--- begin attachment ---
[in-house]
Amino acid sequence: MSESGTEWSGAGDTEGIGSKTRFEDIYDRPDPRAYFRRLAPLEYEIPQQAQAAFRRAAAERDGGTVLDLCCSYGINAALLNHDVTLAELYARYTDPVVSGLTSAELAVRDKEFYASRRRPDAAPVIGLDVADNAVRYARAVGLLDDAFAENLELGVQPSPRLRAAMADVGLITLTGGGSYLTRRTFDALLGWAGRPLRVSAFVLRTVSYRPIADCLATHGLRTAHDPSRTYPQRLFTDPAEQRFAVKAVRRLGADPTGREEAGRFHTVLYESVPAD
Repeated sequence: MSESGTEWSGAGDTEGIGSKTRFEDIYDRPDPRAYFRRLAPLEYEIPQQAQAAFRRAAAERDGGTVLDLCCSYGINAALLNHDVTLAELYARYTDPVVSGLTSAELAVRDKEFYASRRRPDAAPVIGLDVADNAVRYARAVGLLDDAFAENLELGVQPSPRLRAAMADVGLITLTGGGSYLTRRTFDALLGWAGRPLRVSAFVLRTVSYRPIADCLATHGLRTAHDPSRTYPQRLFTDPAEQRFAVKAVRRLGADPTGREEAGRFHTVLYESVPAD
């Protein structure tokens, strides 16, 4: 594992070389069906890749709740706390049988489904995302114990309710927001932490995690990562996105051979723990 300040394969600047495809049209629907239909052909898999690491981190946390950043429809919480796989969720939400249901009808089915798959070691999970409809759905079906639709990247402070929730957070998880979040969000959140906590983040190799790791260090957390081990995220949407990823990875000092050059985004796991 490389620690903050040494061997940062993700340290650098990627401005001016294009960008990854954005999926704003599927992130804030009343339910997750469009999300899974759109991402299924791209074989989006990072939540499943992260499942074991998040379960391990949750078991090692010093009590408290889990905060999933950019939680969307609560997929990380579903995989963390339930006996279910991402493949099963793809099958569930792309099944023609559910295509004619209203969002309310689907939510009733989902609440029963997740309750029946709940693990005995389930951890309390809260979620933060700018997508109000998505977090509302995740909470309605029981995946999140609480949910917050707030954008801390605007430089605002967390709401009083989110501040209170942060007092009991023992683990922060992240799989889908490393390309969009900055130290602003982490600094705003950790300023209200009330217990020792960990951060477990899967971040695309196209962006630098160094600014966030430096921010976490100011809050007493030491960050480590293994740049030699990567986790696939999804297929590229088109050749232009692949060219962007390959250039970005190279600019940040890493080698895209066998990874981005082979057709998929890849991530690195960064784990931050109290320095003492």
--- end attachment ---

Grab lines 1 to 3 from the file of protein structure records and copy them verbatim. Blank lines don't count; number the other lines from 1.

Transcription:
[in-house]
Amino acid sequence: MSESGTEWSGAGDTEGIGSKTRFEDIYDRPDPRAYFRRLAPLEYEIPQQAQAAFRRAAAERDGGTVLDLCCSYGINAALLNHDVTLAELYARYTDPVVSGLTSAELAVRDKEFYASRRRPDAAPVIGLDVADNAVRYARAVGLLDDAFAENLELGVQPSPRLRAAMADVGLITLTGGGSYLTRRTFDALLGWAGRPLRVSAFVLRTVSYRPIADCLATHGLRTAHDPSRTYPQRLFTDPAEQRFAVKAVRRLGADPTGREEAGRFHTVLYESVPAD
Repeated sequence: MSESGTEWSGAGDTEGIGSKTRFEDIYDRPDPRAYFRRLAPLEYEIPQQAQAAFRRAAAERDGGTVLDLCCSYGINAALLNHDVTLAELYARYTDPVVSGLTSAELAVRDKEFYASRRRPDAAPVIGLDVADNAVRYARAVGLLDDAFAENLELGVQPSPRLRAAMADVGLITLTGGGSYLTRRTFDALLGWAGRPLRVSAFVLRTVSYRPIADCLATHGLRTAHDPSRTYPQRLFTDPAEQRFAVKAVRRLGADPTGREEAGRFHTVLYESVPAD